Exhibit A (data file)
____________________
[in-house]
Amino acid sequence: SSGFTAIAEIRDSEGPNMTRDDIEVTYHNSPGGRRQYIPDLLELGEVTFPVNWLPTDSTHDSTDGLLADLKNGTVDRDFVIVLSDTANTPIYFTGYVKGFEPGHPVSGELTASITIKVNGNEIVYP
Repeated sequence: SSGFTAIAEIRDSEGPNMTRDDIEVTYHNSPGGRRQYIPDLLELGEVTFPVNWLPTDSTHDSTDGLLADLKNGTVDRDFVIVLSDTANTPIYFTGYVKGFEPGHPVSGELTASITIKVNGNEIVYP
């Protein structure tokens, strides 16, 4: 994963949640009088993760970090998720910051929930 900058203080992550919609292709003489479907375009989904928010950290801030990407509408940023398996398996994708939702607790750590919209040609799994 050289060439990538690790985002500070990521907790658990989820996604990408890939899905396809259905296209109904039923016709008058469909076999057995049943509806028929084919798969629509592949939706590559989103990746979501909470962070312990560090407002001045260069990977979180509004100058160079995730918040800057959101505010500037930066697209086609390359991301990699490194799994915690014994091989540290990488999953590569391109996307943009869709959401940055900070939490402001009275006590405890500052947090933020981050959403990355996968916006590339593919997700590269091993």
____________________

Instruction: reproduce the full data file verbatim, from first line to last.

[in-house]
Amino acid sequence: SSGFTAIAEIRDSEGPNMTRDDIEVTYHNSPGGRRQYIPDLLELGEVTFPVNWLPTDSTHDSTDGLLADLKNGTVDRDFVIVLSDTANTPIYFTGYVKGFEPGHPVSGELTASITIKVNGNEIVYP
Repeated sequence: SSGFTAIAEIRDSEGPNMTRDDIEVTYHNSPGGRRQYIPDLLELGEVTFPVNWLPTDSTHDSTDGLLADLKNGTVDRDFVIVLSDTANTPIYFTGYVKGFEPGHPVSGELTASITIKVNGNEIVYP
């Protein structure tokens, strides 16, 4: 994963949640009088993760970090998720910051929930 900058203080992550919609292709003489479907375009989904928010950290801030990407509408940023398996398996994708939702607790750590919209040609799994 050289060439990538690790985002500070990521907790658990989820996604990408890939899905396809259905296209109904039923016709008058469909076999057995049943509806028929084919798969629509592949939706590559989103990746979501909470962070312990560090407002001045260069990977979180509004100058160079995730918040800057959101505010500037930066697209086609390359991301990699490194799994915690014994091989540290990488999953590569391109996307943009869709959401940055900070939490402001009275006590405890500052947090933020981050959403990355996968916006590339593919997700590269091993």